What is the appropriate role of the international community here? First and foremost, the international community should encourage the Sri Lankan government to fulfill its responsibilities. This is a specific duty enunciated by the 2005 World Summit. Thus, it was appropriate that the UN Secretary-General, Ban Ki-moon, condemned the LTTE for placing civilians at great risk and reminded the Sri Lankan government of its responsibility to protect civilians by avoiding the use of indiscriminate heavy weapons in areas densely populated with civilians, treating the displaced in accordance with international law, and working closely with the UN to meet their protection and physical needs. The Secretary-General could also consider dispatching a high-level mediation to broker an agreement whereby the LTTE permit the safe evacuation of civilians and the Sri Lankan government facilitates the process by observing a ceasefire and opening a corridor. Should the LTTE fail to act in good faith, it should find itself subjected to punitive measures by the UN Security Council. The most helpful things that other world leaders could do would be to underscore the UN Secretary-Generals messages. ()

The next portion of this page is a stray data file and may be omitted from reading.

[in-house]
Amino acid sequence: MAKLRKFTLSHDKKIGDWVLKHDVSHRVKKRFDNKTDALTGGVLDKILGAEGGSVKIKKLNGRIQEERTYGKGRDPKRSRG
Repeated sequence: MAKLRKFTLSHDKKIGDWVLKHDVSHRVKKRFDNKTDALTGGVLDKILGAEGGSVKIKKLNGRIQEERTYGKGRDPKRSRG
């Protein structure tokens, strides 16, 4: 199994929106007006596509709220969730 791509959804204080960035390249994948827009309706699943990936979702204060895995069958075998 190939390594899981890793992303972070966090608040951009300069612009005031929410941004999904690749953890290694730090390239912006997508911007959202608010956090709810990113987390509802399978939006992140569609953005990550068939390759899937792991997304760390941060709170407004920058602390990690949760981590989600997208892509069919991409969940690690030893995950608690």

RtoP represents a global consensus on the three pillars discussed earlier. As a global consensus, it provides a universal and enduring standard by which to hold governments to account. This standard is not a foreign imposition. It is only what governments themselves have agreed to. But RtoP also provides a lens through which to view crises such as that in Sri Lanka; one that focuses on the rights of the victims and the international communitys responsibility to protect them. These rights are already enshrined in international law but RtoP represents a universal political commitment to protect those rights and turns attention to what needs to be done in order to protect civilians at risk. In future, let us not ask whether RtoP pplies but instead focus on what measures can reasonably be taken by reference to the three pillars identified above to protect those in need. And more importantly, to paraphrase Ban Ki-moon, let us focus on translating our fine words into deeds.
Please see below for the articles referred to by Alex Bellamy by James Traub and Mary Ellen OConnor, respectively.
At Risk in Sri Lankas War:
Sri Lanka Needs Peace, Not R2P: